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A life-saving Bear, world-renowned care help Ansonia woman with “scary” diagnosis

Amber St. Jacques with Bear, who helped save her life during an epileptic seizure. A patient at the Comprehensive Epilepsy Center, she underwent surgery to remove parts of her brain where seizures were starting.

Bear rarely barks. But one February night in 2012, the dog was growling and barking relentlessly at his owner, Jason St. Jacques, who had fallen asleep on the couch. When Jason didn’t get up, Bear pulled him off the couch.

“He ran right for the bedroom door and when I went in, Amber was blue,” Jason recalled.

It turns out, Amber, his wife, had vomited and suffered a seizure, but she remembers none of it. She awoke at her local hospital and, after a series of tests there and over the next few weeks, learned the cause of the frightening episode: epilepsy.

Epilepsy is a neurological disease characterized by abnormal surges in the brain’s electrical activity. These surges can cause more than a dozen different types of seizures with a range of effects, including loss of consciousness, involuntary movements or a combination. In the months after her diagnosis, Amber experienced more seizures, including one that prompted Bear to break the bedroom door. Some of her seizures involved loss of consciousness; during others she was aware of her surroundings but unable to respond.

“It’s scary,” she said. “You go into this completely different place. It takes a while to snap out of it.”

Amber began seeing a neurologist with the Yale Comprehensive Epilepsy Center at Yale New Haven Hospital. The Center recently celebrated 50 years, during which it has become an international leader in epilepsy diagnosis, treatment and research. Amber’s neurologist tried anti-seizure medications, but when the seizures continued, recommended surgery.

“At first I said, ‘no,’” Amber said. “Brain surgery sounded so weird. But my doctor said I needed it.”

She was referred to Epilepsy Center Co-director Dennis Spencer, MD, chief of epilepsy surgery, YNHH, and chair, Department of Neurosurgery, Yale School of Medicine. “He is awesome,” Amber said. Before surgery, she underwent testing at the Epilepsy Center at YNHH, which uses a variety of diagnostic procedures. A functional MRI (fMRI) showed doctors which areas of Amber’s brain were involved in certain activities, such as looking at pictures and solving problems. The Center also offers intensive audiovisual and electroencephalography (EEG) monitoring, with electrodes placed on the patient’s scalp to show their brainwaves.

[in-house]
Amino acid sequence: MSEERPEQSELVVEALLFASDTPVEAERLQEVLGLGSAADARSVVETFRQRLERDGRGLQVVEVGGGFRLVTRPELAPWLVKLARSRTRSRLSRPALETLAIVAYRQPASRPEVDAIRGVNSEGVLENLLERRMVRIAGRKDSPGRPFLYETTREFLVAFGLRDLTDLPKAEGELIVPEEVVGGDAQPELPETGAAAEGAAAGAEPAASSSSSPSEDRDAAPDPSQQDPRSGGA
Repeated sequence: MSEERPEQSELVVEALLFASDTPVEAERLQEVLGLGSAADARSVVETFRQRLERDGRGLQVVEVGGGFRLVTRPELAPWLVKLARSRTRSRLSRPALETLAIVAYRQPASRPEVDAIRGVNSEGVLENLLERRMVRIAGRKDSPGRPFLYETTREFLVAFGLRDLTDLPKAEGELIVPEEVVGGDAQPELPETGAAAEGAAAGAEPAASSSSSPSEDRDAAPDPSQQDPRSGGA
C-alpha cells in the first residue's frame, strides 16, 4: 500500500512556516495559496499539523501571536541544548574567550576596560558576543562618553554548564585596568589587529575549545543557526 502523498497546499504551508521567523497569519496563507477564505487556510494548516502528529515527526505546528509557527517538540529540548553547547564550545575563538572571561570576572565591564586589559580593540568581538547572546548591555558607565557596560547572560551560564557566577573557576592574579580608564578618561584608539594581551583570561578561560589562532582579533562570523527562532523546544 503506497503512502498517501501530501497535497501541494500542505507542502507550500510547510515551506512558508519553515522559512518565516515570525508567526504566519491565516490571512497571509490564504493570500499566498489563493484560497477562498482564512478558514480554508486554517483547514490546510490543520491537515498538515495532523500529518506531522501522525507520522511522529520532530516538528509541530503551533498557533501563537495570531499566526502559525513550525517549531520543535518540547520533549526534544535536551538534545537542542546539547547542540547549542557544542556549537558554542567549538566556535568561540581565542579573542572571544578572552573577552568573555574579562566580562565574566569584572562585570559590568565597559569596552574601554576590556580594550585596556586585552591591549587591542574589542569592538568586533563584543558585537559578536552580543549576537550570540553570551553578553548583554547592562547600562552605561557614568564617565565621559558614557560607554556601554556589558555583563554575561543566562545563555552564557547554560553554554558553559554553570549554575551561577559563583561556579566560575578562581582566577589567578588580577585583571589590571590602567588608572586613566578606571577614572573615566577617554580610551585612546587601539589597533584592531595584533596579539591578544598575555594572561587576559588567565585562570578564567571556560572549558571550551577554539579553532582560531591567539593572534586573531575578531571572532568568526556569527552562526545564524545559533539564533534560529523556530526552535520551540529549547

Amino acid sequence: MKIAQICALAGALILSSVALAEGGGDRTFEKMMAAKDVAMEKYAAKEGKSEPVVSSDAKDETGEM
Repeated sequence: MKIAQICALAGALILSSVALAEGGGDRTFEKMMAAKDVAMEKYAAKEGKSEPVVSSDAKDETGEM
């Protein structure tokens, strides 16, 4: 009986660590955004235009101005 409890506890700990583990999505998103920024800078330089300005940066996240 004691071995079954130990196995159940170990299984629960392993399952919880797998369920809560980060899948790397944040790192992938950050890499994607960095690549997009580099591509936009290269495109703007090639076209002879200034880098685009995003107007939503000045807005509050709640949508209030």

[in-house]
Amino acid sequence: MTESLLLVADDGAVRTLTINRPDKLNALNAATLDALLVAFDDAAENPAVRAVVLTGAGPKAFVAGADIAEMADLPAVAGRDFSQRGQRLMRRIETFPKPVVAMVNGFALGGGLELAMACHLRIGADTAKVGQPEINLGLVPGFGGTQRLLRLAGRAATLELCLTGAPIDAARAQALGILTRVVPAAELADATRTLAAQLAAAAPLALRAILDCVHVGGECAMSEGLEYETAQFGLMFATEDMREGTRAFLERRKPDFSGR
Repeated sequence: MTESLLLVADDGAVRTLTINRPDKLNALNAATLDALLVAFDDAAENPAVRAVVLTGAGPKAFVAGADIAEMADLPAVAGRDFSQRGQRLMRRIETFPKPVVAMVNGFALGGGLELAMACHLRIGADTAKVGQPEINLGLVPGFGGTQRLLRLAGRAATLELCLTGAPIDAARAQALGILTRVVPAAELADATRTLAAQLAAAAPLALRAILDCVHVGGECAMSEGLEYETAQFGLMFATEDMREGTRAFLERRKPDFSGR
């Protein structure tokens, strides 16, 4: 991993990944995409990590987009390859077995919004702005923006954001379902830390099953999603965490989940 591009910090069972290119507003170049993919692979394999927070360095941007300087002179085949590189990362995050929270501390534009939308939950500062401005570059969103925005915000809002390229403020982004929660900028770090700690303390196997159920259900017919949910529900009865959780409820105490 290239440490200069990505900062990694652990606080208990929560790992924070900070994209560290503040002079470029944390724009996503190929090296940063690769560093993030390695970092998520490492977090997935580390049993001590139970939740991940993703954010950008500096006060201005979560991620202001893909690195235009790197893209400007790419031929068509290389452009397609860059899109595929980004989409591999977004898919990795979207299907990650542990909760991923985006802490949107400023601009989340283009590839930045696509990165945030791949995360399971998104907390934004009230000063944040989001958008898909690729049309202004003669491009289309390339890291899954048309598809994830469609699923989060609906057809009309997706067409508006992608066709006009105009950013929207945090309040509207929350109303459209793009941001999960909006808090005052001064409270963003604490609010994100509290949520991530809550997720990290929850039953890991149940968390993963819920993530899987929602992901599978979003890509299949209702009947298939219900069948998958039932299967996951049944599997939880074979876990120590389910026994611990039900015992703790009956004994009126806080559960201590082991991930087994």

Dr. Spencer and his colleagues have developed a number of epilepsy procedures now widely used, including implanting electrodes in the brain to precisely pinpoint where seizures originate and removing those areas. In Amber’s case, he removed three problem areas from her left temporal lobe last May. Other advanced procedures offered at the Comprehensive Epilepsy Center include implanting a responsive neuro-stimulator in the brain to control electrical impulses, and minimally invasive laser ablation to destroy problem cells.

Since her surgery, Amber has had a few seizures, but they’re less severe. At some point, she’d like to start working and driving again, but is currently focusing on her recovery. She has confidence in her team of specialists at YNHH and plenty of support from loved ones – including Jason and her mom, Diane DellaMonica. “Even with all I’ve been through,” Amber said, “I’m still a happy person.”

The Comprehensive Epilepsy Center at Yale New Haven Hospital recently celebrated 50 years of providing advanced diagnosis, treatment and research. Staff, patients and families joined Center physicians at a celebration, including (l-r): Robert Duckrow, MD; Lawrence Hirsch, MD, Center co-director; Richard Mattson, MD; Dennis Spencer, MD, Center co-director and chief of epilepsy surgery, YNHH; Susan Levy, MD; and Hal Blumfeld, MD, PhD.